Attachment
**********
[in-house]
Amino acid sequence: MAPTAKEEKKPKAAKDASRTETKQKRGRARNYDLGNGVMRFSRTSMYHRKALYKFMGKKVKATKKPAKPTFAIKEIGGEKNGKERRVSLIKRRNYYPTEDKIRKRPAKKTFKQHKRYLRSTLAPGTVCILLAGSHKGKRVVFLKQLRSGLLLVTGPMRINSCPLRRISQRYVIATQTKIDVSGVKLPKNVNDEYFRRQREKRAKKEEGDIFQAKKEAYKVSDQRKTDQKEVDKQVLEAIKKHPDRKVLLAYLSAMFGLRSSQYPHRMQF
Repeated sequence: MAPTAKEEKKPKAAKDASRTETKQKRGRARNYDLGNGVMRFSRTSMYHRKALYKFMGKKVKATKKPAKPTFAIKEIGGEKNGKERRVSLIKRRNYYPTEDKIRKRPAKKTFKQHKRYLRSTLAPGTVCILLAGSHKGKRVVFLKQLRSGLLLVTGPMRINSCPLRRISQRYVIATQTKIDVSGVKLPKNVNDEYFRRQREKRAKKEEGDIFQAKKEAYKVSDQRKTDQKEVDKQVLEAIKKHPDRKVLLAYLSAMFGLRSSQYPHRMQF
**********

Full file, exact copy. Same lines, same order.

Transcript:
[in-house]
Amino acid sequence: MAPTAKEEKKPKAAKDASRTETKQKRGRARNYDLGNGVMRFSRTSMYHRKALYKFMGKKVKATKKPAKPTFAIKEIGGEKNGKERRVSLIKRRNYYPTEDKIRKRPAKKTFKQHKRYLRSTLAPGTVCILLAGSHKGKRVVFLKQLRSGLLLVTGPMRINSCPLRRISQRYVIATQTKIDVSGVKLPKNVNDEYFRRQREKRAKKEEGDIFQAKKEAYKVSDQRKTDQKEVDKQVLEAIKKHPDRKVLLAYLSAMFGLRSSQYPHRMQF
Repeated sequence: MAPTAKEEKKPKAAKDASRTETKQKRGRARNYDLGNGVMRFSRTSMYHRKALYKFMGKKVKATKKPAKPTFAIKEIGGEKNGKERRVSLIKRRNYYPTEDKIRKRPAKKTFKQHKRYLRSTLAPGTVCILLAGSHKGKRVVFLKQLRSGLLLVTGPMRINSCPLRRISQRYVIATQTKIDVSGVKLPKNVNDEYFRRQREKRAKKEEGDIFQAKKEAYKVSDQRKTDQKEVDKQVLEAIKKHPDRKVLLAYLSAMFGLRSSQYPHRMQF